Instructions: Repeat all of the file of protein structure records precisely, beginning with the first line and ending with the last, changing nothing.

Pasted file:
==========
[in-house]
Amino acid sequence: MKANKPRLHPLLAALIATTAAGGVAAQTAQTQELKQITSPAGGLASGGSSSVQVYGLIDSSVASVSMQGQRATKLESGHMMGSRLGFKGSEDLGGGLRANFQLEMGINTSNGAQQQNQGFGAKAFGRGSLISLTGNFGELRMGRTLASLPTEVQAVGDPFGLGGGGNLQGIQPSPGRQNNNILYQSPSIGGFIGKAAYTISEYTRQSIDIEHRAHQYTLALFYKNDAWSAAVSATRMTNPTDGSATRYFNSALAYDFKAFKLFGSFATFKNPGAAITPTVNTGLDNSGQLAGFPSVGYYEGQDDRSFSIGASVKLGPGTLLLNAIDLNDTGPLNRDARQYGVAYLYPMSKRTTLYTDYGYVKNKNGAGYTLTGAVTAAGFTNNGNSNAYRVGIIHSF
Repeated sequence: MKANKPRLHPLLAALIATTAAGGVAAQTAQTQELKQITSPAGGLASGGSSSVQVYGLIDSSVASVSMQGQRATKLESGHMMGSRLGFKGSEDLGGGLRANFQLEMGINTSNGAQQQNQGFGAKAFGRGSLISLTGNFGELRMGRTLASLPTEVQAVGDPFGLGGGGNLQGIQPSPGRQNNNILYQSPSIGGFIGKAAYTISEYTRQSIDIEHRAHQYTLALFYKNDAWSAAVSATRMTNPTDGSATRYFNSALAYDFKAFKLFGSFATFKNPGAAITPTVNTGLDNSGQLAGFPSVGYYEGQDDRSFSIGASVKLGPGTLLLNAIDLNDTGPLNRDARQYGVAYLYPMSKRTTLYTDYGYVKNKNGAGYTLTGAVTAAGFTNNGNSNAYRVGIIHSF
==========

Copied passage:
[in-house]
Amino acid sequence: MKANKPRLHPLLAALIATTAAGGVAAQTAQTQELKQITSPAGGLASGGSSSVQVYGLIDSSVASVSMQGQRATKLESGHMMGSRLGFKGSEDLGGGLRANFQLEMGINTSNGAQQQNQGFGAKAFGRGSLISLTGNFGELRMGRTLASLPTEVQAVGDPFGLGGGGNLQGIQPSPGRQNNNILYQSPSIGGFIGKAAYTISEYTRQSIDIEHRAHQYTLALFYKNDAWSAAVSATRMTNPTDGSATRYFNSALAYDFKAFKLFGSFATFKNPGAAITPTVNTGLDNSGQLAGFPSVGYYEGQDDRSFSIGASVKLGPGTLLLNAIDLNDTGPLNRDARQYGVAYLYPMSKRTTLYTDYGYVKNKNGAGYTLTGAVTAAGFTNNGNSNAYRVGIIHSF
Repeated sequence: MKANKPRLHPLLAALIATTAAGGVAAQTAQTQELKQITSPAGGLASGGSSSVQVYGLIDSSVASVSMQGQRATKLESGHMMGSRLGFKGSEDLGGGLRANFQLEMGINTSNGAQQQNQGFGAKAFGRGSLISLTGNFGELRMGRTLASLPTEVQAVGDPFGLGGGGNLQGIQPSPGRQNNNILYQSPSIGGFIGKAAYTISEYTRQSIDIEHRAHQYTLALFYKNDAWSAAVSATRMTNPTDGSATRYFNSALAYDFKAFKLFGSFATFKNPGAAITPTVNTGLDNSGQLAGFPSVGYYEGQDDRSFSIGASVKLGPGTLLLNAIDLNDTGPLNRDARQYGVAYLYPMSKRTTLYTDYGYVKNKNGAGYTLTGAVTAAGFTNNGNSNAYRVGIIHSF